Every once in a while, arguably more often than the appearance of Haley’s Comet, people on the left and right come together in bipartisan harmony on a crucial national concern. Like now, for instance. Amazingly, we’re seeing some Kumbaya on the issue of how best to wage a war on drugs.
The old Tough on Crime slogan, which politicians successfully exploited for decades, is out. The notion of being Smart on Crime is in. There seems to be a growing consensus, among everyone from liberal Democrats to libertarian Republicans that this is the way to go. After all, how often do Rand Paul and Eric Holder agree on anything?
In a speech yesterday (a speech that was years overdue), Attorney General Holder took aim at mandatory minimum sentencing—the rigid, draconian policy that has typically condemned nonviolent drug users to long prison terms—and announced that his nationwide network of prosecutors will no longer use those federal laws. He also signaled his support for current congressional efforts—bipartisan efforts—to reform those laws, to make it easier for nonviolent drug users to stay out of the slammer.
“It’s clear,” Holder said, “that too many Americans go to too many prisons for far too long, and for no truly good law enforcement reason. It’s clear, at a basic level, that 20th-century criminal justice solutions are not adequate to overcome our 21st-century challenges.” The mandatory minimum policy, he said, is “ineffective and unsustainable” because of its “significant economic burden” and “human and moral costs.” By cutting the low-level users some slack and focusing instead on “the most dangerous criminals,” Holder said “we can become “smarter” on crime.
The stats tell the tale. Mandatory minimum sentences—for instance, an inflexible multiyear jail stint for a small amount of drugs—have turned us into Incarceration Nation. We have 5 percent of the world population, yet we house 25 percent of its prisoners. Roughly half of all federal prisoners are serving time for drug offenses; in 2010, 49 percent of those drug inmates were serving 10-year mandatory sentences. A disproportionate share of all federal prisoners are minorities jailed for marijuana possession. And the total number of federal prisoners rose 800 percent between 1980 and 2010—at a time when the U.S. population rose only 33 percent.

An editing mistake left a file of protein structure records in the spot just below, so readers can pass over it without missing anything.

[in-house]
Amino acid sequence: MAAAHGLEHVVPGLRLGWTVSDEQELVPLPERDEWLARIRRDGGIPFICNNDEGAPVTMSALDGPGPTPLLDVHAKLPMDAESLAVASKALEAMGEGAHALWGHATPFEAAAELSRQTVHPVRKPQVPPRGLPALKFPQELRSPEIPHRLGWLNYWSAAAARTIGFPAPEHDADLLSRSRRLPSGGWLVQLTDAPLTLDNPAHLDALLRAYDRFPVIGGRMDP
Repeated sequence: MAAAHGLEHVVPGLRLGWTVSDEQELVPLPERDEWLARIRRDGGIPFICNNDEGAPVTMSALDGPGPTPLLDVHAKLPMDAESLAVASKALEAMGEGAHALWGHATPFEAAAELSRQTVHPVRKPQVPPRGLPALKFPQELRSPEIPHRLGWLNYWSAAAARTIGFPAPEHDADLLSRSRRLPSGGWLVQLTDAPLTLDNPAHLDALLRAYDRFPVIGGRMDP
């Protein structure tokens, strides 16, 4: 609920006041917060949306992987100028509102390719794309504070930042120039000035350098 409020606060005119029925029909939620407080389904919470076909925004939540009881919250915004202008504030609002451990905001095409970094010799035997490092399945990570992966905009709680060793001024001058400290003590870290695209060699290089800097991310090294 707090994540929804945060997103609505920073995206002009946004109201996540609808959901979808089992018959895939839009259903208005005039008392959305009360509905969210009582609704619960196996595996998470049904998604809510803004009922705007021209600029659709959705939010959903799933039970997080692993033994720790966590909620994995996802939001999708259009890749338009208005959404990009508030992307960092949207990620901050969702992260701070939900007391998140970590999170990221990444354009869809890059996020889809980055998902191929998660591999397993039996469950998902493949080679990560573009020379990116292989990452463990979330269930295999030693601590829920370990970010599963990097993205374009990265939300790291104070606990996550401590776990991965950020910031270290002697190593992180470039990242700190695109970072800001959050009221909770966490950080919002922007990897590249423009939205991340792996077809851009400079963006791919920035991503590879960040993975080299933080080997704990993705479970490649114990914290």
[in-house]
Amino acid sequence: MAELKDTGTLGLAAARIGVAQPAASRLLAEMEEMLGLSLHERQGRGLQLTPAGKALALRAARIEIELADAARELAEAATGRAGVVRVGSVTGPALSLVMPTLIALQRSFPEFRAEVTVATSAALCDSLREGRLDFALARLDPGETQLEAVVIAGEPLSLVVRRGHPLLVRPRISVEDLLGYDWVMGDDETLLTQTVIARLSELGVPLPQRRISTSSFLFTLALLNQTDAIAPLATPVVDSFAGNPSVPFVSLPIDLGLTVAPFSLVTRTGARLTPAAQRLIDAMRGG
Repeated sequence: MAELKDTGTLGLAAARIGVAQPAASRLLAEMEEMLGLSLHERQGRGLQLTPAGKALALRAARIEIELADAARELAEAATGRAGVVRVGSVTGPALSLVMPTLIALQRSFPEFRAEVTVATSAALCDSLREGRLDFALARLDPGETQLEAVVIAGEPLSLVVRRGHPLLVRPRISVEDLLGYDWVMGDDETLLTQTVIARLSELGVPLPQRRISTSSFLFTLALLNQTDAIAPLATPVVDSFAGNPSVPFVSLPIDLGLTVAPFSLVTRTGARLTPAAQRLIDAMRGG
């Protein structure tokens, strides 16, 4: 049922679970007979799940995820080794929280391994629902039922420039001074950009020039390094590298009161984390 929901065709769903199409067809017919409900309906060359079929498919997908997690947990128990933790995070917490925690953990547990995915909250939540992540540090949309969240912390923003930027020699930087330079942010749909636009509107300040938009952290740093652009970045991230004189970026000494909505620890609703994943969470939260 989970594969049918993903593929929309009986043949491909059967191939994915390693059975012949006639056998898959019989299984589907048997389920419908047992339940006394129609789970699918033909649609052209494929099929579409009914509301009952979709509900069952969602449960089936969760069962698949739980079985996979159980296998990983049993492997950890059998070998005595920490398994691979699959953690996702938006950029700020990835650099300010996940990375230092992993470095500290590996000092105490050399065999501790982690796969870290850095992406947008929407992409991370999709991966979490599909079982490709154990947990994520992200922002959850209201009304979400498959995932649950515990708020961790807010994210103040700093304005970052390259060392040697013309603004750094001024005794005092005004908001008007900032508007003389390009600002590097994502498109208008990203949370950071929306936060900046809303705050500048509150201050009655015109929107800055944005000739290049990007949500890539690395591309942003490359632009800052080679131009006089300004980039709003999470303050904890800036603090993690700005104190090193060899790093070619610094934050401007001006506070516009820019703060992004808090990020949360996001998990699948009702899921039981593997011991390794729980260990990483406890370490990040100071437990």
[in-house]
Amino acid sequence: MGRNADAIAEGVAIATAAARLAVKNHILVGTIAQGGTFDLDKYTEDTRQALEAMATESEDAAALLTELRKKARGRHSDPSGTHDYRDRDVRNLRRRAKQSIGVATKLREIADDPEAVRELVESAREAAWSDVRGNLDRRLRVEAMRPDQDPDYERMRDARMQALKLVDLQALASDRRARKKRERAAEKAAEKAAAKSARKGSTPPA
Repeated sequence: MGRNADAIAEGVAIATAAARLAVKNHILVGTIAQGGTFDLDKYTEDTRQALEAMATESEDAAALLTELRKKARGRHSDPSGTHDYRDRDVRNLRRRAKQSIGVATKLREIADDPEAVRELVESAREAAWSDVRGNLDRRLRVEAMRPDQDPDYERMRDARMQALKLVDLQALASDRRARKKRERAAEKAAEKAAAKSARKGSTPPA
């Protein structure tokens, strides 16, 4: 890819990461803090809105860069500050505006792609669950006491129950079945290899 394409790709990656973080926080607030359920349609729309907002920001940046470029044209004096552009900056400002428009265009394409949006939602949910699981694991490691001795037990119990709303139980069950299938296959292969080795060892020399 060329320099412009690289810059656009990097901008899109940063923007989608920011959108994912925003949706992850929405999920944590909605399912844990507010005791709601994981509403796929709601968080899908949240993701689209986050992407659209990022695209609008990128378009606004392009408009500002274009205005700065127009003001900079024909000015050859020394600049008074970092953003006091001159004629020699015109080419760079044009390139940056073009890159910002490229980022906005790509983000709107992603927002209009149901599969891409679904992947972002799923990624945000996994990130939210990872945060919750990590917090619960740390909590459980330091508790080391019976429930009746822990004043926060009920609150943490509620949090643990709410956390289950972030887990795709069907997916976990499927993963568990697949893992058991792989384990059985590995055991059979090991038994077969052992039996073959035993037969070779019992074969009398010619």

As for the “significant economic burden,” Holder said yesterday that the federal taxpayer tab for incarcerating mandatory-minimum prisoners was $80 billion—in 2010 alone.
You can probably see why there’s a bipartisan push for reform. In the Senate, libertarian Republican Rand Paul and liberal Democrat Patrick Leahy are co-sponsoring a bill that would give federal judges a lot of leeway to ignore a mandatory minimum sentence when they deem it too draconian; meanwhile, Tea Party Republican Mike Lee and liberal Democrat Dick Durbin are co-sponsoring a separate measure that would simply reduce the mandatory minimums for drug crimes. There are companion bipartisan bills on the House side. As they say down South, everybody has a dog in this hunt.
Liberals, mindful that mandatory minimums have disporportionately punished minorities, view reform as a way to achieve more racial justice (Rand Paul says the same, as part of his pre-2016 minority outreach). Libertarian conservatives, mindful of federal “overreach,” view reform as a way to get government partially off the backs of nonviolent citizens who smoke weed at leisure. And conservative fiscal hawks (as well as liberals who stress budget prudence) view reform as a way to slash the onerous federal incarceration costs.
The ’80s ethos
What we’re seeing here, potentially, is an historic reversal of the tough-on-crime ethos that has persisted since the mid-1980s, when anti-drug sentiment peaked under Ronald Reagan. In 1986, a budding basketball star named Len Bias died of a crack cocaine overdose, and politicians decided to “send a message.” Congress enacted a string of mandatory minimums—based on the amount of drugs, sentences were set at five, 10, and 20 years—and later, it added the “three strikes, you’re out” policy, which put repeat drug offenders in jail for life.
No politician in that era dared question those policies, lest he or she be labeled “soft on crime,” a fatal tag in virtually any election—even though, by the mid-’90s, scores of federal judges were reportedly in a fit of rebellion, refusing to hear low-level drug cases that were brought to them under the mandatory-minimum laws. One of these judges, Jack B. Weinstein in New York, even put it in writing: “I simply cannot sentence another impoverished person whose destruction has no discernible effect on the drug trade.”
But today, finally, the political world has caught up to reality. It’s a rare issue that can put Holder, Leahy and Durbin on the same side as Paul, Lee, conservative activist Grover Norquist and the National Association of Evangelicals. Assuming that Holder follows through (some skeptics wonder) and that Congress shows resolve and follows through (no jokes, please), a Smart on Crime era may be at hand.
As the 18th century British jurist and social reformer Jeremy Bentham warned us, “Every particle of real punishment that is produced, more than what is necessary, is just so much misery run to waste.”
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